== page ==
- "That is St. Edward's chair!"
- After Lionel calls Albert's past physicians idiots:
Albert: They've all been knighted.
Lionel: Makes it official then.
: How can I thank you? Lionel
- Triply funny given the end credits, which indicates that Lionel was made a Commander of the Royal Victorian Order, which, though a high honor, does NOT entitle its holder to be called "Sir," i.e. Lionel was explicitly NOT knighted.
- Or alternately: "Honey, I don't believe you've met... King George VI?"
- Elizabeth's casual attitude through the whole scene.
- This troper really wanted to be a fly on the wall to see what Lionel's wife was like after the royal couple left! You could just see that he was going to hear about it!
- Elizabeth saying to Mrs. Logue, "that's ma'am, as in ham, not mum, as in palm." Of course, for decades, she came to be known as the Queen Mum.
- It's ".. not Ma'am, as in Palm". Ma'am can be pronounced "Mam", correctly, or "Marm", incorrectly.
- Lionel learns that Bertie doesn't stutter when he swears. Cue Cluster F-Bomb.
- "And ...tits."
- This last bit elicited a roaring applause from the L.A. Film School screening (which screenwriter David Seidler attended). Who doesn't like tits?
- But tits doesn't even belong on the list!
- Especially since, having ROARED out all the filthy vulgar language he can think of, he says "tits" in a completely normal, even polite voice.
- From the same scene: "Defecation flows trippingly from the tongue."
- Or this:
Lionel: Surely a Prince's brain knows what his mouth is doing.
Bertie: You're not acquainted with any royal princes, are you.
- At the very end of the movie:
Lionel: You still stammered a little on the 'W's
Bertie: I threw a couple in there, so they'd know it was me.
- Lionel asking Bertie to swear more crudely.
Lionel: Do you know the F-word?
Lionel: Oh, Bertie.
- Both scenes in the elevator.
- Bertie doing his exercises... with his wife sitting on top of him.
Lionel: And up goes Her Royal Highness... And down goes Her Royal Highness...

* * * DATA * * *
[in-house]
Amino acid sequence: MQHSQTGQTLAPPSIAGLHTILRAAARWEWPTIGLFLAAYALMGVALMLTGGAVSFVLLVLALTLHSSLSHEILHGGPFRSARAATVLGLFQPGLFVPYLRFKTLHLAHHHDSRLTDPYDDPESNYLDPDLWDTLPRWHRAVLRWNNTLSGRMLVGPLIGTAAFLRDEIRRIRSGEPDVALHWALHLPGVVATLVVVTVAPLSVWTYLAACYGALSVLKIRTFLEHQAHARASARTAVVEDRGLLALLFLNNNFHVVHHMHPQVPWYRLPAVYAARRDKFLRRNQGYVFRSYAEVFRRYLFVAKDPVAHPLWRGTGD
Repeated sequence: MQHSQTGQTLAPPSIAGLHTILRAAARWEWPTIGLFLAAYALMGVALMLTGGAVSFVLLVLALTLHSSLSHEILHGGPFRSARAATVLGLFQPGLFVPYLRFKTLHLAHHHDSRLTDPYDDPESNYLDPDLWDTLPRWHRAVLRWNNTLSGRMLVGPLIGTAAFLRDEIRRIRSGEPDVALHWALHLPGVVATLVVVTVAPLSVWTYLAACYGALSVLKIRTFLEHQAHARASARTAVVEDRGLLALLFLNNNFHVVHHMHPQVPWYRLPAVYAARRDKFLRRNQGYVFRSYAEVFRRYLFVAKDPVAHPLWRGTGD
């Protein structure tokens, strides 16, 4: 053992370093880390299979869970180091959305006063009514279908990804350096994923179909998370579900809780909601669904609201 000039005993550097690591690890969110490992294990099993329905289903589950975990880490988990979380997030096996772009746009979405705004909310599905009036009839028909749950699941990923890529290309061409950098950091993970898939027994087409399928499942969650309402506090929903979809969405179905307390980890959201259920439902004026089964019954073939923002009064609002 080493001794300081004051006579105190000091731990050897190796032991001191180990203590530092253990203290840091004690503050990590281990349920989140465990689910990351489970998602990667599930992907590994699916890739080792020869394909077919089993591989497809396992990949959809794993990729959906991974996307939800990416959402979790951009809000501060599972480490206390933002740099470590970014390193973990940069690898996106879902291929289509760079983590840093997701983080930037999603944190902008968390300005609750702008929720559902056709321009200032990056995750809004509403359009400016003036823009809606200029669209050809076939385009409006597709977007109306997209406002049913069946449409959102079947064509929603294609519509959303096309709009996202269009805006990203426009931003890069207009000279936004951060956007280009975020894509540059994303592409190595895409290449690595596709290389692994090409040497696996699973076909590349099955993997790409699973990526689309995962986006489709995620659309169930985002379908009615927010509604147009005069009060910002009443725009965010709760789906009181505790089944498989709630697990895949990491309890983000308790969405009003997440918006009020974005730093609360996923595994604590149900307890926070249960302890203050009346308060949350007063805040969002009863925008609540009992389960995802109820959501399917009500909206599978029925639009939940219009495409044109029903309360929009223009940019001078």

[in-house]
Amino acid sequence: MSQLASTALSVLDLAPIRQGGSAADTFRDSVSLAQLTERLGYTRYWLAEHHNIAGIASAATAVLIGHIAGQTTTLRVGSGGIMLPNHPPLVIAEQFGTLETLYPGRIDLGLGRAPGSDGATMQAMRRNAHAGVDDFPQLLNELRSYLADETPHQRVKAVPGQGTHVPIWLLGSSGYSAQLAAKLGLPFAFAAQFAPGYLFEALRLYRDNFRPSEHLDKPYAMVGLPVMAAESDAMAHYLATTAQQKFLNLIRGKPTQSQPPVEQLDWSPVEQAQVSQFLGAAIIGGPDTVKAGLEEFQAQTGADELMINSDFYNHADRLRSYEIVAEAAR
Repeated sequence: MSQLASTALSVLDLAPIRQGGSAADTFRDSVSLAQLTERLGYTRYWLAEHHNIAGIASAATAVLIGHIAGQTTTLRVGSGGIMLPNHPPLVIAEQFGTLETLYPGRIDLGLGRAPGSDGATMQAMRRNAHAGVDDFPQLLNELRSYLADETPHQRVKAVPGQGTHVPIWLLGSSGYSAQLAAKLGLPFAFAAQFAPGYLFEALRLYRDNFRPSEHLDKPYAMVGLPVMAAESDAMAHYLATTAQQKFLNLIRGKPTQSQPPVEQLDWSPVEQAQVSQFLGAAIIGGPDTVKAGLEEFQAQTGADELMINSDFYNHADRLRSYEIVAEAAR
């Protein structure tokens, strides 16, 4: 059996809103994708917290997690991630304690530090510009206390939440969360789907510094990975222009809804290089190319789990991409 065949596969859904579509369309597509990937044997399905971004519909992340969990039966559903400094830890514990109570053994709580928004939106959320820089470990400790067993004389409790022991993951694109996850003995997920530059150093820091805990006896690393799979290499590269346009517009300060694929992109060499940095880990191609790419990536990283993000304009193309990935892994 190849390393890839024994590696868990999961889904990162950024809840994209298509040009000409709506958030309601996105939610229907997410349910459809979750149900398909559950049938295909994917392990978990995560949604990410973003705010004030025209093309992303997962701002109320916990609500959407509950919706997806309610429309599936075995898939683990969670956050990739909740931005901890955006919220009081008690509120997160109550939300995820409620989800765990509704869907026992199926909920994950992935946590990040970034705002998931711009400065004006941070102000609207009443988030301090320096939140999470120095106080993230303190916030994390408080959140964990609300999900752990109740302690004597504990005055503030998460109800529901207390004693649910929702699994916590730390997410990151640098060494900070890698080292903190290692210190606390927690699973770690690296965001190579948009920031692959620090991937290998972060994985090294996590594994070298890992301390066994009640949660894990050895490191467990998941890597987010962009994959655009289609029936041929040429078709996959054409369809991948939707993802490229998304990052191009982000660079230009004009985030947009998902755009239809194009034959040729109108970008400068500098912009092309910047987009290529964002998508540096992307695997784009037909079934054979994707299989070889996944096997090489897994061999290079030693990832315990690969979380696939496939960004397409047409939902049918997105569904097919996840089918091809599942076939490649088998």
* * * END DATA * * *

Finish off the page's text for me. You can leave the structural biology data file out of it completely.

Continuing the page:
- Elizabeth's reaction to the whole situation is chuckle-worthy too - she is entirely unruffled.
- When Lionel tells Bertie to try singing, since he doesn't stutter when he sings to Camptown Races' tune:
Bertie: You're bark-ing up the wrong tree now, Doc-tor, Doc-tor!
- Logue and Bertie's first meeting:
Lionel: When speaking with a prince, one waits for the prince to choose the topic.
Bertie: Waiting for me to … commence a conversation, one can wait a rather long wait.
- If Logue is talking and it's not heartwarming, it's usually one of these.
- The whole bedtime story, especially:
Albert: And do you know what he turned into?
Daughters: A handsome prince!
Albert: A short-tailed albatross.
- The scene with Logue and his two youngest sons, where he's reciting Shakespeare. It reminds this troper so much of herself, her sister, and her father on a normal evening at home... minus the Shakespeare.
- The final rehearsal, in which Bertie brings out almost every technique he's learned to get his speech across.
In this... grave hour, fuck fuck fuck, perhaps the fateful in our history, bugger shit shit, (singing) I send to every household of my... (normal) a peoples, both at home and overseas... this message, (to the tune of Camptown races) dooh-dah, spoken with the same depth of feeling, dooh-dah-day (normal) to each one of you, as if I were able to shit FUCK BUGGER cross your threshold and speak to you... bloody well heard, bloody well heard, bloody well heard, myself! (Moving around the room, singing to the tune of the Sleeping Beauty Waltz) Foooor theeeee second time in the lives of most of us, we are...
- The final speech: if for no other reason than it's Beethoven playing over the speech. The very German Beethoven, whose music Hitler co-opted for the Reich, playing over the very British milieu. Doubles as a very low-key, very epic Take That.